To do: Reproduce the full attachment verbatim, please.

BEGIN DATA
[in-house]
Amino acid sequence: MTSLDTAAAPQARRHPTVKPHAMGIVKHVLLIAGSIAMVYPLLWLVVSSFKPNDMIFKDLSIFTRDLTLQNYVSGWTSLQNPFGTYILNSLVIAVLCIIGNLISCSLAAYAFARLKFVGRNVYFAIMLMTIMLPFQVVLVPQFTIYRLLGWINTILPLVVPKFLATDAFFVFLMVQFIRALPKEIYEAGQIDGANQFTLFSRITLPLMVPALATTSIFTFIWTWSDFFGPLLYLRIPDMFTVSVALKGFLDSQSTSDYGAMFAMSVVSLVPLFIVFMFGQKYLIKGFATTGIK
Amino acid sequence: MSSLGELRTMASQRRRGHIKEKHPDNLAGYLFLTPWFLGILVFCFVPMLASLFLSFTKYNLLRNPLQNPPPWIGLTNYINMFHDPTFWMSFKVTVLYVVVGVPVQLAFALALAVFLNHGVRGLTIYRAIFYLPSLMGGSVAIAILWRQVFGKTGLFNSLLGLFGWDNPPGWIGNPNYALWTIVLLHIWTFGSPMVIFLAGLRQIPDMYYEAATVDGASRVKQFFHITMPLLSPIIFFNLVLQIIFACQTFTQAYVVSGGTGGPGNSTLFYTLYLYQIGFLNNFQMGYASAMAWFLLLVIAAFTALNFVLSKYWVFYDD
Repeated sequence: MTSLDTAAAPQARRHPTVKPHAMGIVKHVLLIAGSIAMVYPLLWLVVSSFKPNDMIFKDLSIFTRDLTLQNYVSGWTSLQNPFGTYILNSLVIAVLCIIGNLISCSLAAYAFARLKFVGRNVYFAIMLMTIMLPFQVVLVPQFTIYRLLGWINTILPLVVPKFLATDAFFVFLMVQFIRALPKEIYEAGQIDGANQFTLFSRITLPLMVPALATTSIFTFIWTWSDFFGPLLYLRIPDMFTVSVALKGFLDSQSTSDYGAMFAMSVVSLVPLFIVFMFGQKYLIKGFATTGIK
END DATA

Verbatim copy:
[in-house]
Amino acid sequence: MTSLDTAAAPQARRHPTVKPHAMGIVKHVLLIAGSIAMVYPLLWLVVSSFKPNDMIFKDLSIFTRDLTLQNYVSGWTSLQNPFGTYILNSLVIAVLCIIGNLISCSLAAYAFARLKFVGRNVYFAIMLMTIMLPFQVVLVPQFTIYRLLGWINTILPLVVPKFLATDAFFVFLMVQFIRALPKEIYEAGQIDGANQFTLFSRITLPLMVPALATTSIFTFIWTWSDFFGPLLYLRIPDMFTVSVALKGFLDSQSTSDYGAMFAMSVVSLVPLFIVFMFGQKYLIKGFATTGIK
Amino acid sequence: MSSLGELRTMASQRRRGHIKEKHPDNLAGYLFLTPWFLGILVFCFVPMLASLFLSFTKYNLLRNPLQNPPPWIGLTNYINMFHDPTFWMSFKVTVLYVVVGVPVQLAFALALAVFLNHGVRGLTIYRAIFYLPSLMGGSVAIAILWRQVFGKTGLFNSLLGLFGWDNPPGWIGNPNYALWTIVLLHIWTFGSPMVIFLAGLRQIPDMYYEAATVDGASRVKQFFHITMPLLSPIIFFNLVLQIIFACQTFTQAYVVSGGTGGPGNSTLFYTLYLYQIGFLNNFQMGYASAMAWFLLLVIAAFTALNFVLSKYWVFYDD
Repeated sequence: MTSLDTAAAPQARRHPTVKPHAMGIVKHVLLIAGSIAMVYPLLWLVVSSFKPNDMIFKDLSIFTRDLTLQNYVSGWTSLQNPFGTYILNSLVIAVLCIIGNLISCSLAAYAFARLKFVGRNVYFAIMLMTIMLPFQVVLVPQFTIYRLLGWINTILPLVVPKFLATDAFFVFLMVQFIRALPKEIYEAGQIDGANQFTLFSRITLPLMVPALATTSIFTFIWTWSDFFGPLLYLRIPDMFTVSVALKGFLDSQSTSDYGAMFAMSVVSLVPLFIVFMFGQKYLIKGFATTGIK